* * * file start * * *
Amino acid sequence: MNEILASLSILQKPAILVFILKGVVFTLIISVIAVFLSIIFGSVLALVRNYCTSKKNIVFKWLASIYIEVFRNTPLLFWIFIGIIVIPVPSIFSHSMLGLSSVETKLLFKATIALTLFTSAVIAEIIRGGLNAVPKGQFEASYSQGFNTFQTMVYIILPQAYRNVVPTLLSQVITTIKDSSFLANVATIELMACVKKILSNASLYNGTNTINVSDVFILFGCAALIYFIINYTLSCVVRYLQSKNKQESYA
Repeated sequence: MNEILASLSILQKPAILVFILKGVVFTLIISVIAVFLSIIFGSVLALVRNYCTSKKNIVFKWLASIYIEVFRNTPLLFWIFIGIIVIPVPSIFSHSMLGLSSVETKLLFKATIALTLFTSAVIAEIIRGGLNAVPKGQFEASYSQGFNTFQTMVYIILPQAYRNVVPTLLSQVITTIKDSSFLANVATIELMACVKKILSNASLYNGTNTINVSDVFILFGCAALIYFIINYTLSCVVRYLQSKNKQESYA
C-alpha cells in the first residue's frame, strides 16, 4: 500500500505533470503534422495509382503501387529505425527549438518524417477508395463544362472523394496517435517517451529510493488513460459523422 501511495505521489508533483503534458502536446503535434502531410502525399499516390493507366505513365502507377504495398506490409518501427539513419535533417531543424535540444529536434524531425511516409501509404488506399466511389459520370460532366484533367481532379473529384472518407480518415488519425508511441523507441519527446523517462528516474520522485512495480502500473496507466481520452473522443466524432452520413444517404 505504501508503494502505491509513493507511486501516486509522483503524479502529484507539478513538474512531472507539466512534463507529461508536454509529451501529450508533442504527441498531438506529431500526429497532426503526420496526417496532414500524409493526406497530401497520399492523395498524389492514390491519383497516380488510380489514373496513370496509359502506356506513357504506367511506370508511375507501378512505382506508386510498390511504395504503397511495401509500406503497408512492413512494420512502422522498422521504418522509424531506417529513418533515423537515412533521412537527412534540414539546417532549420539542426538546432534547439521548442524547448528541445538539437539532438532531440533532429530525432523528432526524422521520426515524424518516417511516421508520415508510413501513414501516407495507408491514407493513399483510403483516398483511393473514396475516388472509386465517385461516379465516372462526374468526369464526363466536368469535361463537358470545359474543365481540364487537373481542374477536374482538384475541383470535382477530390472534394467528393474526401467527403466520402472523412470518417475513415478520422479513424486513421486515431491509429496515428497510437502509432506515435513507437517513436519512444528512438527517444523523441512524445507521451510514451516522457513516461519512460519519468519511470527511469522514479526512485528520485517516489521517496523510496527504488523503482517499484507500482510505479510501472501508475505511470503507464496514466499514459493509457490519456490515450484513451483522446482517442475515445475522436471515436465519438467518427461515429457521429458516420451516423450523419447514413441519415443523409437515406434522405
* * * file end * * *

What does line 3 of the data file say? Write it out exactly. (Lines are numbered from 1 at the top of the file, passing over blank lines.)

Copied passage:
C-alpha cells in the first residue's frame, strides 16, 4: 500500500505533470503534422495509382503501387529505425527549438518524417477508395463544362472523394496517435517517451529510493488513460459523422 501511495505521489508533483503534458502536446503535434502531410502525399499516390493507366505513365502507377504495398506490409518501427539513419535533417531543424535540444529536434524531425511516409501509404488506399466511389459520370460532366484533367481532379473529384472518407480518415488519425508511441523507441519527446523517462528516474520522485512495480502500473496507466481520452473522443466524432452520413444517404 505504501508503494502505491509513493507511486501516486509522483503524479502529484507539478513538474512531472507539466512534463507529461508536454509529451501529450508533442504527441498531438506529431500526429497532426503526420496526417496532414500524409493526406497530401497520399492523395498524389492514390491519383497516380488510380489514373496513370496509359502506356506513357504506367511506370508511375507501378512505382506508386510498390511504395504503397511495401509500406503497408512492413512494420512502422522498422521504418522509424531506417529513418533515423537515412533521412537527412534540414539546417532549420539542426538546432534547439521548442524547448528541445538539437539532438532531440533532429530525432523528432526524422521520426515524424518516417511516421508520415508510413501513414501516407495507408491514407493513399483510403483516398483511393473514396475516388472509386465517385461516379465516372462526374468526369464526363466536368469535361463537358470545359474543365481540364487537373481542374477536374482538384475541383470535382477530390472534394467528393474526401467527403466520402472523412470518417475513415478520422479513424486513421486515431491509429496515428497510437502509432506515435513507437517513436519512444528512438527517444523523441512524445507521451510514451516522457513516461519512460519519468519511470527511469522514479526512485528520485517516489521517496523510496527504488523503482517499484507500482510505479510501472501508475505511470503507464496514466499514459493509457490519456490515450484513451483522446482517442475515445475522436471515436465519438467518427461515429457521429458516420451516423450523419447514413441519415443523409437515406434522405